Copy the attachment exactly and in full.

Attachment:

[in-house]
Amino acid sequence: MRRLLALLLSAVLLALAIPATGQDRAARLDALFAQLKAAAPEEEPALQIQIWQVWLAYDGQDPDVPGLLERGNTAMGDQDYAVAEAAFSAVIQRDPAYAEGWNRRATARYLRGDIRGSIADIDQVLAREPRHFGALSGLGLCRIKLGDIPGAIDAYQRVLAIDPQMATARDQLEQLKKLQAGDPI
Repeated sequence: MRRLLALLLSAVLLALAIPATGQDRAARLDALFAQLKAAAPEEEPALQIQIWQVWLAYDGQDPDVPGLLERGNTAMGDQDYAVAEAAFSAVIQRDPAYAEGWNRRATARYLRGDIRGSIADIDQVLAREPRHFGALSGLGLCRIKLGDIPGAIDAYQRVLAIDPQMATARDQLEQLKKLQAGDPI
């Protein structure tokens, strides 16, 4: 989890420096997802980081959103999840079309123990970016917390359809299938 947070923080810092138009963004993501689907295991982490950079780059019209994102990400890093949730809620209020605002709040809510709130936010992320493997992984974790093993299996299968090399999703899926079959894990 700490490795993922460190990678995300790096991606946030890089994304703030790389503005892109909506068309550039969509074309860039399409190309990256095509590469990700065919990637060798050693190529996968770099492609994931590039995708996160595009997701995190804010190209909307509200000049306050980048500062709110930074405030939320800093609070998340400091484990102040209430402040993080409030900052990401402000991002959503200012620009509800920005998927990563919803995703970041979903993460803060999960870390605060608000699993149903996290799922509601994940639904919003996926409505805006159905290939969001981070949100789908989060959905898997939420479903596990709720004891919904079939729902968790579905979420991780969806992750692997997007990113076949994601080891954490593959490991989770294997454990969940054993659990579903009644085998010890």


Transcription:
[in-house]
Amino acid sequence: MRRLLALLLSAVLLALAIPATGQDRAARLDALFAQLKAAAPEEEPALQIQIWQVWLAYDGQDPDVPGLLERGNTAMGDQDYAVAEAAFSAVIQRDPAYAEGWNRRATARYLRGDIRGSIADIDQVLAREPRHFGALSGLGLCRIKLGDIPGAIDAYQRVLAIDPQMATARDQLEQLKKLQAGDPI
Repeated sequence: MRRLLALLLSAVLLALAIPATGQDRAARLDALFAQLKAAAPEEEPALQIQIWQVWLAYDGQDPDVPGLLERGNTAMGDQDYAVAEAAFSAVIQRDPAYAEGWNRRATARYLRGDIRGSIADIDQVLAREPRHFGALSGLGLCRIKLGDIPGAIDAYQRVLAIDPQMATARDQLEQLKKLQAGDPI
């Protein structure tokens, strides 16, 4: 989890420096997802980081959103999840079309123990970016917390359809299938 947070923080810092138009963004993501689907295991982490950079780059019209994102990400890093949730809620209020605002709040809510709130936010992320493997992984974790093993299996299968090399999703899926079959894990 700490490795993922460190990678995300790096991606946030890089994304703030790389503005892109909506068309550039969509074309860039399409190309990256095509590469990700065919990637060798050693190529996968770099492609994931590039995708996160595009997701995190804010190209909307509200000049306050980048500062709110930074405030939320800093609070998340400091484990102040209430402040993080409030900052990401402000991002959503200012620009509800920005998927990563919803995703970041979903993460803060999960870390605060608000699993149903996290799922509601994940639904919003996926409505805006159905290939969001981070949100789908989060959905898997939420479903596990709720004891919904079939729902968790579905979420991780969806992750692997997007990113076949994601080891954490593959490991989770294997454990969940054993659990579903009644085998010890």